Crowning Glory-Pageants Develop Tomorrow's Leaders

If you have never competed in a beauty pageant, you probably think they are dumb or full of fluff. If you have competed and lost, you probably feel that they are rigged and unfair. Having competed for several years in my youth in one of the most competitive and respected pageant systems (Miss Texas America and Miss Texas USA), I can honestly say that competing in pageants developed my confidence, self esteem, poise and social graces.

I competed in my first pageant at the ripe age of 14. Initially, I wanted to make new friends and showcase my talent and grace. I quickly discovered that there were girls who were more beautiful, richer and more taleted than me. Did this destroy my self esteem? No, it made me accept that I can only be the best me and I was my only competition in life.

Looking back, although at the time I was very angry, I didn't deserve to win any of the pageants I entered. I was ill-prepared and didn't have the proper coaching required to nail the competition stages. It is the rare occasion where a contestant can enter a pageant and win and continue to win at every stage but it does happen.

I was a young woman when Vanessa Williams was crowned the first Black Miss America. I stood at the tv in complete awe that someone who looked like me could win a beauty pageant. From my own experiences, the White contestants with long blonde hair always won. Vanessa Williams inspired me to pursue my pageant dreams with hopes of becoming the first Black Miss Texas.

Faced with a pregnancy in college, I made the decision of parenthood over pageantry but continued to watch and support young women in pageants. It can be a wonderful experience IF the judging is fair and the opportunities are far reaching post-pageant. I have been asked to judge pageants across the Ark-La-Tex and pride myself on a fair assessment of the young woman in front of me. I refuse to be a part of a scoring system where we are coached on what "type" of girl to crown and am appalled at judges banter about "tattoos", "cheap evening gowns", and eye rolling in interviews when a contestant states that First Lady Michelle Obama is a role model to her. While we bring our own perceptions and bias to the judging arena, we are to leave our political affiliations and personal caveats at the door. If a contestant has an opinion and belief that she can logically support, applaud her rather than condemn her. We aren't there to judge our best clone!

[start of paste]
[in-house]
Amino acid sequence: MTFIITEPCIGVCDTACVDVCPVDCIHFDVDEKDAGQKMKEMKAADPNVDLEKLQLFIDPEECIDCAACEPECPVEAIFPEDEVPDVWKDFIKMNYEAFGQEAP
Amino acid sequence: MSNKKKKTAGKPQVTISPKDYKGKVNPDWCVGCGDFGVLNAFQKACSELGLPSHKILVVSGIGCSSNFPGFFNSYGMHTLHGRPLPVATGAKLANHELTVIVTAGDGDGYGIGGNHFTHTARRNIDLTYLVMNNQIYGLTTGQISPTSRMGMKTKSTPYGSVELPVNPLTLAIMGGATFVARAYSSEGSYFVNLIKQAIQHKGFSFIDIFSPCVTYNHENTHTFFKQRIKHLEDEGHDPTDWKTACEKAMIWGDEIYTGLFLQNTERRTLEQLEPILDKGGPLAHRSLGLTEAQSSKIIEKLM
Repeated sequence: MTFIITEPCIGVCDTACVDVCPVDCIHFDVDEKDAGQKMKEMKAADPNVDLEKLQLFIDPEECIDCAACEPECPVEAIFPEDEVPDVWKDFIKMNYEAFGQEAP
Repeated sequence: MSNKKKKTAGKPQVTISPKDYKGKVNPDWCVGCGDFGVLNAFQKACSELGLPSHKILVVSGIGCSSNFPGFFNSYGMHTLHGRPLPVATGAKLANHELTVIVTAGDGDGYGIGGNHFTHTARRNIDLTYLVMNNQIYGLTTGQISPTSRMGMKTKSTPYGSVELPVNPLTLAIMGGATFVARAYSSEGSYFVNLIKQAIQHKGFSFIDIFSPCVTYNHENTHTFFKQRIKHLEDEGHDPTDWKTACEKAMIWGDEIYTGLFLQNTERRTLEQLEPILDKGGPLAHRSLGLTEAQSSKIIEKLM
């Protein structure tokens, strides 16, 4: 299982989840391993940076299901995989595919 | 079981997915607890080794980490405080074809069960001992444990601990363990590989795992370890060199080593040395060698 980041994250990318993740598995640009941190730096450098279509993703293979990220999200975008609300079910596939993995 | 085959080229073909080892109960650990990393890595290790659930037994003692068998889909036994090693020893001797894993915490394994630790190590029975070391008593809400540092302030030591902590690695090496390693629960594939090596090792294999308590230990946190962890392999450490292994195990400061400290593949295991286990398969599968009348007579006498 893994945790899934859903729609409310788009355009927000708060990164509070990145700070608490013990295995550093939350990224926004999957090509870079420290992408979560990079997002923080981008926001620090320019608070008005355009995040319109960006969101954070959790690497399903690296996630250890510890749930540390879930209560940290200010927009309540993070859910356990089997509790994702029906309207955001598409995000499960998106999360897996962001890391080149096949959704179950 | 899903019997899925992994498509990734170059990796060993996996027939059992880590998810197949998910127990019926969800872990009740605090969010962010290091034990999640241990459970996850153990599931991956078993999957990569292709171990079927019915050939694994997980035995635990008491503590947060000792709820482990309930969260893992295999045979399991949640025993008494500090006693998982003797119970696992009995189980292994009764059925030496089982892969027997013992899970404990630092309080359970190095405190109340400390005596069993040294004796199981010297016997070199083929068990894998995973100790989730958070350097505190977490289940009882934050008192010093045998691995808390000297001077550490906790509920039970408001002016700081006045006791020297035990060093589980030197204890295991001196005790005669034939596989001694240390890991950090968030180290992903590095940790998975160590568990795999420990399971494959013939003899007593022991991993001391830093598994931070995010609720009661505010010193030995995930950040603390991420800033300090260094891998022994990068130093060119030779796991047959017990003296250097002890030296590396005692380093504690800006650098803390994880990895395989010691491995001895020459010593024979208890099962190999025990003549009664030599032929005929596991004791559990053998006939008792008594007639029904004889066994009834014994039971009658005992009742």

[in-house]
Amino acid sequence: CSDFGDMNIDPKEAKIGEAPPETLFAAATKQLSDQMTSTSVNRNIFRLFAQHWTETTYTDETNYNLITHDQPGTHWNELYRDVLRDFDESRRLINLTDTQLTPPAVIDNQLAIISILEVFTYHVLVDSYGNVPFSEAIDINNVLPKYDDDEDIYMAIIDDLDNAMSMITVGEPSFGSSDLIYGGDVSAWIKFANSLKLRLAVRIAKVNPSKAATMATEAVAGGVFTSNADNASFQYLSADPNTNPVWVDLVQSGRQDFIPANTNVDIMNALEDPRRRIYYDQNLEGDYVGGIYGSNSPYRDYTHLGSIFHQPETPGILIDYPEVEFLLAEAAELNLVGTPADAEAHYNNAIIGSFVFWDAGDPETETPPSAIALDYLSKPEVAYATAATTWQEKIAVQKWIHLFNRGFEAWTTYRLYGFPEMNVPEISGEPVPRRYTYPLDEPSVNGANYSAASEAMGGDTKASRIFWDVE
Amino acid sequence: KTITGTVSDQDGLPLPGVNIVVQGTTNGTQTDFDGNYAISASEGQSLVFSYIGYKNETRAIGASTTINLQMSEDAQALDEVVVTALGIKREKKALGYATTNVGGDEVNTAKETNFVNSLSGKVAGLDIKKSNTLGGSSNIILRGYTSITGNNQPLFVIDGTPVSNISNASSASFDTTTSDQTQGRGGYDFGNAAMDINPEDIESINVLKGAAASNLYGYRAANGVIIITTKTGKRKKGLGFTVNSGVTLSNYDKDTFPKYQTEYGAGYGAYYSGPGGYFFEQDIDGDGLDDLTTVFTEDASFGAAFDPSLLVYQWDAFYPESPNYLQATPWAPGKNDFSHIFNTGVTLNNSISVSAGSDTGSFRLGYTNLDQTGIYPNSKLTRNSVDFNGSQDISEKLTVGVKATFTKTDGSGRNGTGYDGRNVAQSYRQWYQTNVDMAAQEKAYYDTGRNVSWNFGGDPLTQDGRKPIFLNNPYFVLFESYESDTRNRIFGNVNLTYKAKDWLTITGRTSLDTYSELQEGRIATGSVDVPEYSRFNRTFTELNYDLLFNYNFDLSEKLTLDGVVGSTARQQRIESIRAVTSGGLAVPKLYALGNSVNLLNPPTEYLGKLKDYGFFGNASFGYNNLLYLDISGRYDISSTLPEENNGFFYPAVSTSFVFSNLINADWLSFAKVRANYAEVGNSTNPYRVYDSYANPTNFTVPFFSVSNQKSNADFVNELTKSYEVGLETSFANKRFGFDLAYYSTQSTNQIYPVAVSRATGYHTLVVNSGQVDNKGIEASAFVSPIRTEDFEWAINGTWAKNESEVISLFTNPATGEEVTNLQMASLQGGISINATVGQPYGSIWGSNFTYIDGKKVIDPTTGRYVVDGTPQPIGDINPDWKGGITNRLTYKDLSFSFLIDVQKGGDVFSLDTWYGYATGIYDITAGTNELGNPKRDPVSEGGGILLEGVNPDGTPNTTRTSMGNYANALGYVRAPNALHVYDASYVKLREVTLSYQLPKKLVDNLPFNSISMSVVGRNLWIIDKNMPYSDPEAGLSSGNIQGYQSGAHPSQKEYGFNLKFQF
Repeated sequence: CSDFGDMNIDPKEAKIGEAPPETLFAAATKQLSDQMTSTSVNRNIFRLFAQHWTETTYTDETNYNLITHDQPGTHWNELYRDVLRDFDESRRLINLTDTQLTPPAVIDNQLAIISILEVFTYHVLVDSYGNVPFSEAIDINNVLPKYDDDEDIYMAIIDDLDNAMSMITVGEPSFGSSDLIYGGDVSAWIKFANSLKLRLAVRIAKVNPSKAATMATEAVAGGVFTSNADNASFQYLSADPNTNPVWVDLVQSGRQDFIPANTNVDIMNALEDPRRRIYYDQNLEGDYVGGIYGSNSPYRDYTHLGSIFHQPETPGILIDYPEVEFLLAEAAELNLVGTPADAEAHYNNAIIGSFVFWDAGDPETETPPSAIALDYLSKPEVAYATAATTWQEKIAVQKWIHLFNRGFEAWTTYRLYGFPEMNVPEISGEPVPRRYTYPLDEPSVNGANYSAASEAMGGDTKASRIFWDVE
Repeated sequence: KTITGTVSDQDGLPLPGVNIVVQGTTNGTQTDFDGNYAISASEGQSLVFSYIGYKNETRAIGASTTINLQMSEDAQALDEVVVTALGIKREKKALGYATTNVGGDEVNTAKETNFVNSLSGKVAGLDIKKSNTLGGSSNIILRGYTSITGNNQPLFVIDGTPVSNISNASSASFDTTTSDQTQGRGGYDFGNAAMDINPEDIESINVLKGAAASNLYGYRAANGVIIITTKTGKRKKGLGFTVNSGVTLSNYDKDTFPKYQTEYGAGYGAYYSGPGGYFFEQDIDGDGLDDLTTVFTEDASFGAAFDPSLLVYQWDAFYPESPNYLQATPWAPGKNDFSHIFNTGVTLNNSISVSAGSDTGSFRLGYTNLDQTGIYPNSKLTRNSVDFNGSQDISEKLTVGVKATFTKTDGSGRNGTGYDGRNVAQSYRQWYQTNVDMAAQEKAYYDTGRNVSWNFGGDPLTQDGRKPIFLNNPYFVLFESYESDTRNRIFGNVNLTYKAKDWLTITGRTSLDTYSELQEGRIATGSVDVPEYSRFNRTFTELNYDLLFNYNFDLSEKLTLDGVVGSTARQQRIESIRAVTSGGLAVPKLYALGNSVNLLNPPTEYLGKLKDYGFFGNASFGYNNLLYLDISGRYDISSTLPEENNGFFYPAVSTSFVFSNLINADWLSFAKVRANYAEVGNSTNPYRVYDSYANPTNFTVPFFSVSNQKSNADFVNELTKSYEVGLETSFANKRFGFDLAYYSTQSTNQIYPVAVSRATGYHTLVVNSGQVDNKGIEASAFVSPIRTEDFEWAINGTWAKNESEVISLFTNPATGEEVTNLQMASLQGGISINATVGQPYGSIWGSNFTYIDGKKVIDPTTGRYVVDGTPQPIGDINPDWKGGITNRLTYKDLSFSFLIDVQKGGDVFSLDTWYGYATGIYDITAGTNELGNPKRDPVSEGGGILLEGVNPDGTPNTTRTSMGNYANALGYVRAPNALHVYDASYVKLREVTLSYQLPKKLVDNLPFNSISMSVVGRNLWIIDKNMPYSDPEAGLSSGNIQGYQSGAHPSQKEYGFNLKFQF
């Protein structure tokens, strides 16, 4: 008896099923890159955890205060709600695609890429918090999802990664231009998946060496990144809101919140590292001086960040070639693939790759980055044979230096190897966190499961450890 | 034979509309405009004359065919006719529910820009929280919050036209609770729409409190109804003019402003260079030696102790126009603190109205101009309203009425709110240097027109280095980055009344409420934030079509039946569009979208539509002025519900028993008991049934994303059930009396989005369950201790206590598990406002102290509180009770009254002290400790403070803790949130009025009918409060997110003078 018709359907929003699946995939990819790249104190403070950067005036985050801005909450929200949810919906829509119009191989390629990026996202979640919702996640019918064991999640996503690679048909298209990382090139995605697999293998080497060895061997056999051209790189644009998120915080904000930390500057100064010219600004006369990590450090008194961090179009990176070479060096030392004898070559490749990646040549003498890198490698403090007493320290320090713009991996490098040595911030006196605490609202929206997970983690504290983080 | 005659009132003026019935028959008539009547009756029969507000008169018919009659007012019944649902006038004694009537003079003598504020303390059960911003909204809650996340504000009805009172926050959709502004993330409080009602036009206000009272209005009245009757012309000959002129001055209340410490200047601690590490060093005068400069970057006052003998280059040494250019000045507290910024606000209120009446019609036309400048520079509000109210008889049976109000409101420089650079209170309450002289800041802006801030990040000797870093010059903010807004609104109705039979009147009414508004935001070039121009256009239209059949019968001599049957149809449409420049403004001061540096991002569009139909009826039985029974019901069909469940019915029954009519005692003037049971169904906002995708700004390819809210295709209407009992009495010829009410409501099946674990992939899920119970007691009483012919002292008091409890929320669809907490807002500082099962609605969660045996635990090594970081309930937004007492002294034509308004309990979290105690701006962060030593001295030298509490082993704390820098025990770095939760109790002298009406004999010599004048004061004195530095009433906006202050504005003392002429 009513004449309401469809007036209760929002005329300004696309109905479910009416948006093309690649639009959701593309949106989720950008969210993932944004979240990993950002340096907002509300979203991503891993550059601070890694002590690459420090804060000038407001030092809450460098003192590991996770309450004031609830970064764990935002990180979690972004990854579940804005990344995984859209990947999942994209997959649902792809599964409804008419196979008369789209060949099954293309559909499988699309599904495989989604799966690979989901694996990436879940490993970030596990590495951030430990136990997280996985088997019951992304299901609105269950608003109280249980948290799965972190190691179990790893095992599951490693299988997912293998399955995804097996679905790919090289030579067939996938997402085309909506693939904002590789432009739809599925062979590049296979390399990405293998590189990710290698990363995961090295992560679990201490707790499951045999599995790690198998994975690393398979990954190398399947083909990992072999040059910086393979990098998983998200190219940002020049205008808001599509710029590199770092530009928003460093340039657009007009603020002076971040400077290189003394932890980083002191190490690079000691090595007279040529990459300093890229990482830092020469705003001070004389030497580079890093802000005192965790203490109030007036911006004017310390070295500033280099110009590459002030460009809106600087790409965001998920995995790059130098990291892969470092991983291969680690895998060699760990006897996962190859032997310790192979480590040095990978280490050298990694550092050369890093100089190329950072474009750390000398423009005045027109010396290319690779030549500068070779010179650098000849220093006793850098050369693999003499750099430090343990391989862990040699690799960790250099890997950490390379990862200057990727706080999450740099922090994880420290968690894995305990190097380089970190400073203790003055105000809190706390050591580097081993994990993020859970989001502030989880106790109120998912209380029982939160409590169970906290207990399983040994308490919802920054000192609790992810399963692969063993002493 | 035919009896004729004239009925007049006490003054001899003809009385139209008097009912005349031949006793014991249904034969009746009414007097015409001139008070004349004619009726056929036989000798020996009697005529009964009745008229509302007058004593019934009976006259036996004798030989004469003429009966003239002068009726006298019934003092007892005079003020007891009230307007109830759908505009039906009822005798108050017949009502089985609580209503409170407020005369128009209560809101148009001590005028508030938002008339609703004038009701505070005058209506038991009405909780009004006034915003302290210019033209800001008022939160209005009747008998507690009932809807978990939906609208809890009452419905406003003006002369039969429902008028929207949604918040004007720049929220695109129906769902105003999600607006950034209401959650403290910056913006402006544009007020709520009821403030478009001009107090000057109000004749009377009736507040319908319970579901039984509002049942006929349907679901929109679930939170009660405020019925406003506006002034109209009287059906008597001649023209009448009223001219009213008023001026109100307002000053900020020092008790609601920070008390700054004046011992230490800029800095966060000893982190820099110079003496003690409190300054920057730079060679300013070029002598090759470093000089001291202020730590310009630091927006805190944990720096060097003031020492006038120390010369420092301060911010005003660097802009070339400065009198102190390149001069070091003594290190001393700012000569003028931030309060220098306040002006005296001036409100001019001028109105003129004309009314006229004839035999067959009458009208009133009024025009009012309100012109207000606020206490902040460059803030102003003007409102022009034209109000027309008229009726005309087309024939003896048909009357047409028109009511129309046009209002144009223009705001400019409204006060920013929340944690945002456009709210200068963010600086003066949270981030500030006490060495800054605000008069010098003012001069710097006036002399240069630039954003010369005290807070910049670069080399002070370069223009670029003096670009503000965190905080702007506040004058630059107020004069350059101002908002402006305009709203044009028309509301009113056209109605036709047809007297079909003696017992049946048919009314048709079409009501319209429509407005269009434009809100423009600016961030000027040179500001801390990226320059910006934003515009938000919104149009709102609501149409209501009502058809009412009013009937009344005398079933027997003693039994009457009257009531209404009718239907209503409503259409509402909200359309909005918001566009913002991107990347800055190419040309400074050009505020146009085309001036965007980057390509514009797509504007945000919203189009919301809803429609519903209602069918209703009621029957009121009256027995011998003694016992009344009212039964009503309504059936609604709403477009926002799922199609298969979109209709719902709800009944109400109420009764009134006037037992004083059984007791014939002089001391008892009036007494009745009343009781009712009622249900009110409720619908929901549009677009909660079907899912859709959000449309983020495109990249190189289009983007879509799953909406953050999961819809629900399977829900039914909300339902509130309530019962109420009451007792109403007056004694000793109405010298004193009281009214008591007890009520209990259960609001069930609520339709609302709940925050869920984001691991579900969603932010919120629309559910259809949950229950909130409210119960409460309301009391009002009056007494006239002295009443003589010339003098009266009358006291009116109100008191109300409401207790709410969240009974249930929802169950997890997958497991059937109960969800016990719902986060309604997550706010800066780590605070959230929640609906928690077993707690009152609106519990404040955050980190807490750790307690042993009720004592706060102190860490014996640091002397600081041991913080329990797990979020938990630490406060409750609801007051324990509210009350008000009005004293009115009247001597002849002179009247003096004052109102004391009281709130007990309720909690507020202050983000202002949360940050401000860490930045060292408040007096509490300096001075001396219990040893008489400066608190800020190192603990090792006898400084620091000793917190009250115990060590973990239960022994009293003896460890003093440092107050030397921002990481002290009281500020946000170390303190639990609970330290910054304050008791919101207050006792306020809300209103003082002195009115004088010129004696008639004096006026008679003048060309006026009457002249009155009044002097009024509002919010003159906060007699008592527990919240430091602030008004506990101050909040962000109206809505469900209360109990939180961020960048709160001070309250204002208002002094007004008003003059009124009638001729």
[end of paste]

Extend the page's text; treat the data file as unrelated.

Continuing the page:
I remember having a heated discussion with a friend once who asked me why are there "Black" pageant systems and how would I feel if there was a White Miss America pageant? My response was "Ummmm....there is such a system! It took Texas 75 years to crown a Black Miss Texas in the Miss America system." Black pageants were created out of desire to reward young women who have different body types, uncommon life experiences and who may not have the money to invest in thousand dollar evening gowns. Black beauty has always been defined differently and let's face it.....most judging panels do not reflect a diverse population.

I enjoyed my time competing although at the time, I was angry and disappointed in the final result. As I watched my own daughter compete in some shady systems, I was once again reminded that integrity in pageants is more valued than a rhinestone crown. People spend thousands of dollars and young women put in countless hours at the gym or in talent rehearsals to put their best foot forward. While it may not be your thing, afford these young women the chance to shine on stage and develop skills, grace, poise and interview skills which will far exceed the final judges tally.


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